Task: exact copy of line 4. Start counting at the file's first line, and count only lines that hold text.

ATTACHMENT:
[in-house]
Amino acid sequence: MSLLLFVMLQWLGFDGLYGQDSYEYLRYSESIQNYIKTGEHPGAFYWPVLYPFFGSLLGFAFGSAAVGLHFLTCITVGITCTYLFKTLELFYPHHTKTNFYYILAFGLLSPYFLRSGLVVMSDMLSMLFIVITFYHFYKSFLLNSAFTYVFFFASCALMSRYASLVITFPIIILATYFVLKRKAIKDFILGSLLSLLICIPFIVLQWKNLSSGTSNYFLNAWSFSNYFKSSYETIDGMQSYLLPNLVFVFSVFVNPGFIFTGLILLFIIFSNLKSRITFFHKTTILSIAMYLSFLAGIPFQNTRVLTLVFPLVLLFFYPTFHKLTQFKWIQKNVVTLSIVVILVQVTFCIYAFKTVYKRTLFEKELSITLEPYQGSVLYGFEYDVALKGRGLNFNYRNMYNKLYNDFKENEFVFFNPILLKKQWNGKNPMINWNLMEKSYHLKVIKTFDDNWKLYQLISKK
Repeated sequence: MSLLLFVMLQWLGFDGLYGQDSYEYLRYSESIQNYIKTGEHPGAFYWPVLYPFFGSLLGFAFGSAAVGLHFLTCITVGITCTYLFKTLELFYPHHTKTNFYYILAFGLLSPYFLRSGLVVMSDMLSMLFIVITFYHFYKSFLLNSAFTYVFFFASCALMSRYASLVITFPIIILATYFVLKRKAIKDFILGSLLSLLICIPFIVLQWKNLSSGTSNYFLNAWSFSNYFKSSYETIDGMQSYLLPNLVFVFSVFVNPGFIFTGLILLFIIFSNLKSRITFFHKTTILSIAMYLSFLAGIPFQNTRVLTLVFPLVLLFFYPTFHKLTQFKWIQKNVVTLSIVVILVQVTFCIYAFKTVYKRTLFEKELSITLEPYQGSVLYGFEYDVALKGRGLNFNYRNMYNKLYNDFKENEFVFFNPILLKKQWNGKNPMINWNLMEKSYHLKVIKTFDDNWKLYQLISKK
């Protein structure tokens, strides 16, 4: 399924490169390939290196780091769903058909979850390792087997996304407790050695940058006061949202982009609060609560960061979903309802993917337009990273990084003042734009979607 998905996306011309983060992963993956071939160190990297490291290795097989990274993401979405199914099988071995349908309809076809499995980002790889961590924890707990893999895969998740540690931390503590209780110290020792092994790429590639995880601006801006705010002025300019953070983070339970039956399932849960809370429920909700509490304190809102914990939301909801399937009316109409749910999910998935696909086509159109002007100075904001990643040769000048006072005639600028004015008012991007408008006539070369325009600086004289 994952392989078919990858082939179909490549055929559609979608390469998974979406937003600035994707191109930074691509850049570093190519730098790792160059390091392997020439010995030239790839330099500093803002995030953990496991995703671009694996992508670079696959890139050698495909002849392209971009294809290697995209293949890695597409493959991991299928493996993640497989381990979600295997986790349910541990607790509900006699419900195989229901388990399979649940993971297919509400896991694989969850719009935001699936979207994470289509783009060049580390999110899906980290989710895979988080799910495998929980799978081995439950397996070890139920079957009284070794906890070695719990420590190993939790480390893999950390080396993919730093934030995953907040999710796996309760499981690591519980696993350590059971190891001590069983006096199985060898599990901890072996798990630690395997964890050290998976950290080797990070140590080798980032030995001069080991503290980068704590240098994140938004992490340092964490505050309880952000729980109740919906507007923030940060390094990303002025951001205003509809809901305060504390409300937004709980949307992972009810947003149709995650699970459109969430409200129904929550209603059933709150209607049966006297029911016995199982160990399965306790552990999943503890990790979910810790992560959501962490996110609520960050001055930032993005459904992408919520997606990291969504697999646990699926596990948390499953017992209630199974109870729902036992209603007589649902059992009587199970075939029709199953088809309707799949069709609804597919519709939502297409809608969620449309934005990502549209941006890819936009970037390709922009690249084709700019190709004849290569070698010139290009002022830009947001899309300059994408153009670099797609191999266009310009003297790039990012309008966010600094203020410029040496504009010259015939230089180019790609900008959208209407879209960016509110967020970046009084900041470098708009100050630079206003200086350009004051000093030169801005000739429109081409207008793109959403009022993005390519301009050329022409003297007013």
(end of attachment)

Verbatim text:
């Protein structure tokens, strides 16, 4: 399924490169390939290196780091769903058909979850390792087997996304407790050695940058006061949202982009609060609560960061979903309802993917337009990273990084003042734009979607 998905996306011309983060992963993956071939160190990297490291290795097989990274993401979405199914099988071995349908309809076809499995980002790889961590924890707990893999895969998740540690931390503590209780110290020792092994790429590639995880601006801006705010002025300019953070983070339970039956399932849960809370429920909700509490304190809102914990939301909801399937009316109409749910999910998935696909086509159109002007100075904001990643040769000048006072005639600028004015008012991007408008006539070369325009600086004289 994952392989078919990858082939179909490549055929559609979608390469998974979406937003600035994707191109930074691509850049570093190519730098790792160059390091392997020439010995030239790839330099500093803002995030953990496991995703671009694996992508670079696959890139050698495909002849392209971009294809290697995209293949890695597409493959991991299928493996993640497989381990979600295997986790349910541990607790509900006699419900195989229901388990399979649940993971297919509400896991694989969850719009935001699936979207994470289509783009060049580390999110899906980290989710895979988080799910495998929980799978081995439950397996070890139920079957009284070794906890070695719990420590190993939790480390893999950390080396993919730093934030995953907040999710796996309760499981690591519980696993350590059971190891001590069983006096199985060898599990901890072996798990630690395997964890050290998976950290080797990070140590080798980032030995001069080991503290980068704590240098994140938004992490340092964490505050309880952000729980109740919906507007923030940060390094990303002025951001205003509809809901305060504390409300937004709980949307992972009810947003149709995650699970459109969430409200129904929550209603059933709150209607049966006297029911016995199982160990399965306790552990999943503890990790979910810790992560959501962490996110609520960050001055930032993005459904992408919520997606990291969504697999646990699926596990948390499953017992209630199974109870729902036992209603007589649902059992009587199970075939029709199953088809309707799949069709609804597919519709939502297409809608969620449309934005990502549209941006890819936009970037390709922009690249084709700019190709004849290569070698010139290009002022830009947001899309300059994408153009670099797609191999266009310009003297790039990012309008966010600094203020410029040496504009010259015939230089180019790609900008959208209407879209960016509110967020970046009084900041470098708009100050630079206003200086350009004051000093030169801005000739429109081409207008793109959403009022993005390519301009050329022409003297007013």